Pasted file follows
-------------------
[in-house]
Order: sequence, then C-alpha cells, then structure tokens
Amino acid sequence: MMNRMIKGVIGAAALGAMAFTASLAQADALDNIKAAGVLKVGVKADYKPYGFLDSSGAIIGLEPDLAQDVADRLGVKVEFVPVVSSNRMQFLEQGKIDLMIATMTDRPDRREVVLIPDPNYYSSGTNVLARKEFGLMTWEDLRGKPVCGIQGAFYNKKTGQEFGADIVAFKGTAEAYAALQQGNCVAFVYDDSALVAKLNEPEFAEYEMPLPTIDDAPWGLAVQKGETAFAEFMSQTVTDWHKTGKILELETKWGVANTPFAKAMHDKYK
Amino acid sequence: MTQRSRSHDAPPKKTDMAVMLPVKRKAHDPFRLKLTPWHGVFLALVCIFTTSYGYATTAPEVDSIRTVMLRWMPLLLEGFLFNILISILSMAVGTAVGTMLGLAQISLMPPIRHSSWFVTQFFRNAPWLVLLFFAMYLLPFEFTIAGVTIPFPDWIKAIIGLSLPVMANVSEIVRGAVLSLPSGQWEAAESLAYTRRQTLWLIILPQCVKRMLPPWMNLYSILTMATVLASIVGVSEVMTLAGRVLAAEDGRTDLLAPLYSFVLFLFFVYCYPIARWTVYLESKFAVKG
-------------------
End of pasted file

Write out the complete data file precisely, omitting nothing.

[in-house]
Order: sequence, then C-alpha cells, then structure tokens
Amino acid sequence: MMNRMIKGVIGAAALGAMAFTASLAQADALDNIKAAGVLKVGVKADYKPYGFLDSSGAIIGLEPDLAQDVADRLGVKVEFVPVVSSNRMQFLEQGKIDLMIATMTDRPDRREVVLIPDPNYYSSGTNVLARKEFGLMTWEDLRGKPVCGIQGAFYNKKTGQEFGADIVAFKGTAEAYAALQQGNCVAFVYDDSALVAKLNEPEFAEYEMPLPTIDDAPWGLAVQKGETAFAEFMSQTVTDWHKTGKILELETKWGVANTPFAKAMHDKYK
Amino acid sequence: MTQRSRSHDAPPKKTDMAVMLPVKRKAHDPFRLKLTPWHGVFLALVCIFTTSYGYATTAPEVDSIRTVMLRWMPLLLEGFLFNILISILSMAVGTAVGTMLGLAQISLMPPIRHSSWFVTQFFRNAPWLVLLFFAMYLLPFEFTIAGVTIPFPDWIKAIIGLSLPVMANVSEIVRGAVLSLPSGQWEAAESLAYTRRQTLWLIILPQCVKRMLPPWMNLYSILTMATVLASIVGVSEVMTLAGRVLAAEDGRTDLLAPLYSFVLFLFFVYCYPIARWTVYLESKFAVKG